Retailers should also re-assess their retargeting strategies. While shoppers often begin their journey online, many are still choosing to shop in-store with brands they resonate with. Shoppers often browse a retailer’s site but choose not to make a purchase. However, this doesn’t necessarily mean they’re a lost cause. Rather than attempting to divert the customer back to the online site, retailers could choose to offer an in-store discount code to encourage them to shop in a physical store instead. With the right retargeting strategies, merchants can remind customers of what they were looking at on their site with a follow up email, bringing the brand back to the fore.

Moving from ‘clicks’ back to ‘bricks’

While self-isolation is limiting consumers’ ability to get to the high street, ecommerce offers a larger opportunity than ever for companies to service their customers’ needs, while simultaneously protecting their operations and employees. However, many retailers with an emphasis on physical stores cannot simply rely on online sales to pay staff their salaries and building rent. With many bricks-and-mortar stores temporarily closed under government orders, sales and profit margins have been heavily impacted.

For many retailers, connecting both their online and offline channels has been essential to continuing operations. Several have turned to alternative approaches to cope with the surge in online orders, and to keep operations up and running in their physical stores. DIY retailers such as B&Q have trialed this through ‘contact-free click & collect’ services, which involves set-ups in store carparks where items are brought directly to the customer’s vehicle. This ensures customers can collect items in a safe and secure way, avoiding any unnecessary contact. It also offers a personalised shopping experience to customers – and gives retailers the opportunity to avoid redundancies for in-store staff.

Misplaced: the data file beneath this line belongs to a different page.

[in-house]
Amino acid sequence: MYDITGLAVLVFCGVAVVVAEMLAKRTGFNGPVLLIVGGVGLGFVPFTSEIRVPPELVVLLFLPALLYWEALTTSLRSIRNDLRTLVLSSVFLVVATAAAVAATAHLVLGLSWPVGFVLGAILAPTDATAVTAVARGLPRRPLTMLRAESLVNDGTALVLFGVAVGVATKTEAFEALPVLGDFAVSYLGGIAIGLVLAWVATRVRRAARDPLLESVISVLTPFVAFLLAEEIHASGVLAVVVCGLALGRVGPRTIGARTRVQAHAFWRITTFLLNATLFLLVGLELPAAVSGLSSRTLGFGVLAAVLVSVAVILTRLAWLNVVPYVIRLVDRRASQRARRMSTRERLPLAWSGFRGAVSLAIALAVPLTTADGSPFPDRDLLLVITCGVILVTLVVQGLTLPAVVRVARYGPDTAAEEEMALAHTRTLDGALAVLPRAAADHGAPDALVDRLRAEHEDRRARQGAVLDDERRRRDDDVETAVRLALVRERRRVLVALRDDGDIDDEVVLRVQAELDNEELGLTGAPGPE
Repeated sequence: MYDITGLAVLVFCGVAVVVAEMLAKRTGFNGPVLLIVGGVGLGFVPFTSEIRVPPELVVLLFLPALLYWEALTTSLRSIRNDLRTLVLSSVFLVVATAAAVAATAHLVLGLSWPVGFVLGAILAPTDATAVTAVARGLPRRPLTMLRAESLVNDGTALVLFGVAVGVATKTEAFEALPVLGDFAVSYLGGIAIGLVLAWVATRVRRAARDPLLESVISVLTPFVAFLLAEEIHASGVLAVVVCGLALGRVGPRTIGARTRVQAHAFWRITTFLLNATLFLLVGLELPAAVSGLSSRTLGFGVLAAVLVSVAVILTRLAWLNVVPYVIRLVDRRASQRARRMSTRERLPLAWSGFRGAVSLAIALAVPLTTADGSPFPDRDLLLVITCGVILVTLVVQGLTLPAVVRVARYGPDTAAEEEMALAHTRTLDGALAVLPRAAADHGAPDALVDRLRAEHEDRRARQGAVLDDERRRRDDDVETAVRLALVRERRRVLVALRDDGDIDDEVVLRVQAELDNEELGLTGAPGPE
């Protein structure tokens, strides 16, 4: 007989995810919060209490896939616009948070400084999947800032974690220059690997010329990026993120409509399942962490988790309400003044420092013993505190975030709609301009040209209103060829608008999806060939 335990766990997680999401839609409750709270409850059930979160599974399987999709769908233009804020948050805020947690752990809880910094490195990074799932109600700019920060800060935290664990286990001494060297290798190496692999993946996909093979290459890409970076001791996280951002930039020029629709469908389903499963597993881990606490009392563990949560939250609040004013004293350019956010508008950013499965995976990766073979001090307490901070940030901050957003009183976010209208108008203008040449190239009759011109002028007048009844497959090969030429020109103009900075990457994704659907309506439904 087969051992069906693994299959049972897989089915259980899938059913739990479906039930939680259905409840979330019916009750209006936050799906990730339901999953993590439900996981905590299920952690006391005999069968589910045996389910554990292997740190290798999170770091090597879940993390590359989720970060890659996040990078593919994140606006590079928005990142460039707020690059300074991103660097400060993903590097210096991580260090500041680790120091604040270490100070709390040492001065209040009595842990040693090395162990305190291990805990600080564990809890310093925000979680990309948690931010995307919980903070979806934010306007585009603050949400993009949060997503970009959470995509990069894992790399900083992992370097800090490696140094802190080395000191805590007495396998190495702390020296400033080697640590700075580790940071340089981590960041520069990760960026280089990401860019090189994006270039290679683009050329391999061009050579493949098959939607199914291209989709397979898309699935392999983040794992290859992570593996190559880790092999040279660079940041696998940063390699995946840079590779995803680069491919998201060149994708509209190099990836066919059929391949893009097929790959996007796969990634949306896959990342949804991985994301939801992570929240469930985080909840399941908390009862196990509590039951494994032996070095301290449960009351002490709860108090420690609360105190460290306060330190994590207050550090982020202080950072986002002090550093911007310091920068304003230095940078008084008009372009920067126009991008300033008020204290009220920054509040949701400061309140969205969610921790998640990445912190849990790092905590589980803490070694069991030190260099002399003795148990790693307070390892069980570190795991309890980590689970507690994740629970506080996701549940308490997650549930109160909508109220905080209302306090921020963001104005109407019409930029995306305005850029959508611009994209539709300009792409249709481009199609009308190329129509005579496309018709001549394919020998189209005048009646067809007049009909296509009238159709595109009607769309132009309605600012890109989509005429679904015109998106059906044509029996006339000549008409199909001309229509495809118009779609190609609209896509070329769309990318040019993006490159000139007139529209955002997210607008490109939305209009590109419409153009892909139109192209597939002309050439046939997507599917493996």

Even after the lockdown is lifted, it will likely be many months before free contact will again be an option. Click & collect is likely to remain a popular delivery choice, which is a win-win situation for many retailers. With customers treating physical storefronts as online fulfillment centers, the merchant’s staff are still needed and in-store inventory will be used first. This keeps stores open and ensures employees keep their jobs.

Investing in online channels

As COVID-19 continues to severely impact the retail sector, Global Data estimates that the financial cost of the virus is in the region of £12.6 billion. Bricks-and-mortar retailers without an ecommerce front, such as Primark, have been hit hardest by store closures. The unprecedented change to the market – and the world as a whole – has shown that now, more than ever, retail offerings which offer both a physical and digital experience are the best set for success.

The best way for retailers to ensure future success is a model that integrates both online and in-store customer experiences. As they look to the future, retailers need to understand the role physical stores play at all stages of the buying process, from inspiration, to collection, to returns, as well as the advantages of a strong online presence. Those that can successfully do both will reap the benefits – while those that can’t are almost certain to be left in the dust.

Contributer: Meghan Stabler, VP of Global Product Marketing at BigCommerce,